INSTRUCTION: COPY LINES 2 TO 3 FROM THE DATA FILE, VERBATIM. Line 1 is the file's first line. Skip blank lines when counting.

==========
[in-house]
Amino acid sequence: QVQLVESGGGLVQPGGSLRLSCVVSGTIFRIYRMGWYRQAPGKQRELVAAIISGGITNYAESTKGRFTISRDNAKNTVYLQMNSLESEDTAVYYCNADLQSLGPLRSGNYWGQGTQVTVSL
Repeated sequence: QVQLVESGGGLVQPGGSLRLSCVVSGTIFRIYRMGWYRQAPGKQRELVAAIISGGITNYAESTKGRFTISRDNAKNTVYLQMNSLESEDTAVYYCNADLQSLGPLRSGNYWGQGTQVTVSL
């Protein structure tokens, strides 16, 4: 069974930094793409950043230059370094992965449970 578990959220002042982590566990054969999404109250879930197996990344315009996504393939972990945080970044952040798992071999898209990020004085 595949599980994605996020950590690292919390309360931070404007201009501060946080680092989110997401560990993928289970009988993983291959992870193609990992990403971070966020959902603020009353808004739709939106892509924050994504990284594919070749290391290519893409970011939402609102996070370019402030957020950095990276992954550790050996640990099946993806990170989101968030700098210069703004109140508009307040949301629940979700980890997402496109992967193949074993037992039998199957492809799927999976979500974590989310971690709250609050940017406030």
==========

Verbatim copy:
Amino acid sequence: QVQLVESGGGLVQPGGSLRLSCVVSGTIFRIYRMGWYRQAPGKQRELVAAIISGGITNYAESTKGRFTISRDNAKNTVYLQMNSLESEDTAVYYCNADLQSLGPLRSGNYWGQGTQVTVSL
Repeated sequence: QVQLVESGGGLVQPGGSLRLSCVVSGTIFRIYRMGWYRQAPGKQRELVAAIISGGITNYAESTKGRFTISRDNAKNTVYLQMNSLESEDTAVYYCNADLQSLGPLRSGNYWGQGTQVTVSL